Die Groot Vet Kombers Proe-jek challenged listeners to support a wide range of charities. OFM visited towns and cities in their broadcast region, where vetkoek with Beefmaster mince was sold at R35 each, but listeners were encouraged to make larger donations to charities in their region. In some cases, donations up to R10 000 were received!

Every Vetkoek Thursday, The Joyride team broadcast their show live from the charity drive to update the rest of Central South Africa on the project.

Purchases were made using a secure drive-through system, in line with Covid-19 regulations.

The project began on Thursday, 10 June, in Vryburg at Mams Megastop, where R68 522 was raised for Adrian Losper Soup Kitchen and Rusoord Old Age Home, in association with Round Table 72 Vryburg.

July 17 was Potchefstroom’s turn. Eastvaal Toyota hosted the team and R126 856 was raised for the Potchefstroom Dienssentrum vir Bejaardes, in association with Round Table 49 Potchefstroom.

On 24 June, vetkoek was sold at AgriMark Upington. R107 555 was raised for Leer & Leef Community Project, in association with Round Table 79 Upington.

Finally, on 1 July, OFM was at Empire Square SUPERSPAR, where R147 067 was collected for Engo’s Welriedal Boys and Girls Home, Merafong Children’s Home and Welkom Youth Care Centre, in association with Round Table 40 Welkom.

OFM and Round Table Southern Africa raised a total of R450 000 for charity!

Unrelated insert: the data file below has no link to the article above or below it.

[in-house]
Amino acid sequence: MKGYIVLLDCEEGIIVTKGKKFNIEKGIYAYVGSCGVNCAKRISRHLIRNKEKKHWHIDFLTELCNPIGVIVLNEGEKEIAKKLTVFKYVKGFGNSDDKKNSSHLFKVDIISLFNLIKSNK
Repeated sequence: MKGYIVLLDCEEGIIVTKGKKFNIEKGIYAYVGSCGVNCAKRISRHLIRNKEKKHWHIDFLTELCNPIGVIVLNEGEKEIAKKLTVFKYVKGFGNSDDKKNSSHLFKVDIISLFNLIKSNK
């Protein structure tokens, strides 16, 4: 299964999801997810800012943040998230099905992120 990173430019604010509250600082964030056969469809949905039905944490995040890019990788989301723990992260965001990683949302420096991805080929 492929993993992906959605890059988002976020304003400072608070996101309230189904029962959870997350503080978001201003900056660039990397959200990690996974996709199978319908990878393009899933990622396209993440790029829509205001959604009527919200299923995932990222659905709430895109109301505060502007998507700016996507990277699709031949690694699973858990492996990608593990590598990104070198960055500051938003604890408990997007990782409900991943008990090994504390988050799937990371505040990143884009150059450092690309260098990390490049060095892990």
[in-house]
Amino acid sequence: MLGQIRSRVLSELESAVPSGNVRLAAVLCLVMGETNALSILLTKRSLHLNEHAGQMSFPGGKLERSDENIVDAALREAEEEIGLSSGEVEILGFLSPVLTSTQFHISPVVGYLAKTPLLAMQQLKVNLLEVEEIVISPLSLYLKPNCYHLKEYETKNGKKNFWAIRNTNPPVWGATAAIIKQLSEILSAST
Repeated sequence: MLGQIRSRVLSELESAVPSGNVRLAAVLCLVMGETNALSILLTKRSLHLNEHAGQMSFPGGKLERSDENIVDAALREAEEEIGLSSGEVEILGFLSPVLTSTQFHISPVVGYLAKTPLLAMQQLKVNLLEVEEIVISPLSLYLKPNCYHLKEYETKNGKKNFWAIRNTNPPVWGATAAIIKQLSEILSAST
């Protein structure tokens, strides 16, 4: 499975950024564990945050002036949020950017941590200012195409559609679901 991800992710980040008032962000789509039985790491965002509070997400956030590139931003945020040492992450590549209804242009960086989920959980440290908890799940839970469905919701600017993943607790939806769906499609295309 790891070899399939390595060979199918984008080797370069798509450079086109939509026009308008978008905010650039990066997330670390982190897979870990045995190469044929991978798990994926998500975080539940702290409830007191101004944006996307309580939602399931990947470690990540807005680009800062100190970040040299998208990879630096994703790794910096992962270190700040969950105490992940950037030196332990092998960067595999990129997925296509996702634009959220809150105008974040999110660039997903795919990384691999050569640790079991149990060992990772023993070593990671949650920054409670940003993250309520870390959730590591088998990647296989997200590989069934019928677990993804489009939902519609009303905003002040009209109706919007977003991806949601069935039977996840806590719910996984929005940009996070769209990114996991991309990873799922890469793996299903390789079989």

According to Lindiwe Mtwentula, OFM Marketing Manager, “We as OFM are very proud to have been able to assist those in need this winter with this project. Our goal is to uplift the communities we broadcast to – in everything we do. This project showed immense love from our listeners and stakeholders and coming together to give back. Thank you.”

For more info, please contact Lindiwe Mtwentula on 051 5050 900, 082 416 1665, or lindiwe@ofm.co.za.

Tue, 06 Jul 2021 / Published in LATEST NEWS, OFM

 OFM, celebrating 35 years of the sound of your life, is offering listeners a chance to win big with the OFM Secret Song competition, on air from 2 to 30 July 2021! 

July has been earmarked as OFM’s ‘official’ birthday month, with special on-air birthday programming planned for Thursday, 1 July. From Friday, 2 July, listeners will be enticed with the exciting ‘Secret Song’ competition, where one lucky listener stands to win R35 000 cash for correctly guessing the title as well as the artist performing the song in question.